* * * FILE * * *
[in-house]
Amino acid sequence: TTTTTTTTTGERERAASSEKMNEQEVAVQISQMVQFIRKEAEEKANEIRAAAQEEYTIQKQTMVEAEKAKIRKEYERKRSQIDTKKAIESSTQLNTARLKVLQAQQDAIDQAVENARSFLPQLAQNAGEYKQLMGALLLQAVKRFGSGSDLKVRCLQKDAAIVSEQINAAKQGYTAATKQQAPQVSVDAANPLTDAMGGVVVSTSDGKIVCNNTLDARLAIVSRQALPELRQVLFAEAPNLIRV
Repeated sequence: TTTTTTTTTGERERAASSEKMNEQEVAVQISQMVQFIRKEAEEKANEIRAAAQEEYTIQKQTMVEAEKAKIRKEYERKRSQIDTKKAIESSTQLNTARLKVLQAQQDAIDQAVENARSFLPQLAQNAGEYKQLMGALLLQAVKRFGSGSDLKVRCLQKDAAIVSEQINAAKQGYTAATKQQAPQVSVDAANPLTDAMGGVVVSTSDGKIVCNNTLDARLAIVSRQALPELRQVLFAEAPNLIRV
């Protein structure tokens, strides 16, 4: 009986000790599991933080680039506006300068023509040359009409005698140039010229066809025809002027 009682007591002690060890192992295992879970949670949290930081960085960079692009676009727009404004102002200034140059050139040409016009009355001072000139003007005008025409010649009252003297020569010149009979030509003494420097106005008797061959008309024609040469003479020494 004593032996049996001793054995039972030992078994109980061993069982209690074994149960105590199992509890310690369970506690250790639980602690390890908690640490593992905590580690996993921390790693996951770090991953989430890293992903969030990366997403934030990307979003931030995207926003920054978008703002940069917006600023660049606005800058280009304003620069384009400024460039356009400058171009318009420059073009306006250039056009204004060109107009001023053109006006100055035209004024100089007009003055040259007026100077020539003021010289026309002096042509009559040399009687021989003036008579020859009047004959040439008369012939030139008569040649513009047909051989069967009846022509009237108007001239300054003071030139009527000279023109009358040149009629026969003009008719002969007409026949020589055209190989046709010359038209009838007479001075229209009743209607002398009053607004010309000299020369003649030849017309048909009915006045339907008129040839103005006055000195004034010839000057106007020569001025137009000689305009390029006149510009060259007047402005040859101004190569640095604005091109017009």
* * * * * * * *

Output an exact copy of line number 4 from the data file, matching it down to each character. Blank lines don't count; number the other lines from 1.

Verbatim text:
């Protein structure tokens, strides 16, 4: 009986000790599991933080680039506006300068023509040359009409005698140039010229066809025809002027 009682007591002690060890192992295992879970949670949290930081960085960079692009676009727009404004102002200034140059050139040409016009009355001072000139003007005008025409010649009252003297020569010149009979030509003494420097106005008797061959008309024609040469003479020494 004593032996049996001793054995039972030992078994109980061993069982209690074994149960105590199992509890310690369970506690250790639980602690390890908690640490593992905590580690996993921390790693996951770090991953989430890293992903969030990366997403934030990307979003931030995207926003920054978008703002940069917006600023660049606005800058280009304003620069384009400024460039356009400058171009318009420059073009306006250039056009204004060109107009001023053109006006100055035209004024100089007009003055040259007026100077020539003021010289026309002096042509009559040399009687021989003036008579020859009047004959040439008369012939030139008569040649513009047909051989069967009846022509009237108007001239300054003071030139009527000279023109009358040149009629026969003009008719002969007409026949020589055209190989046709010359038209009838007479001075229209009743209607002398009053607004010309000299020369003649030849017309048909009915006045339907008129040839103005006055000195004034010839000057106007020569001025137009000689305009390029006149510009060259007047402005040859101004190569640095604005091109017009």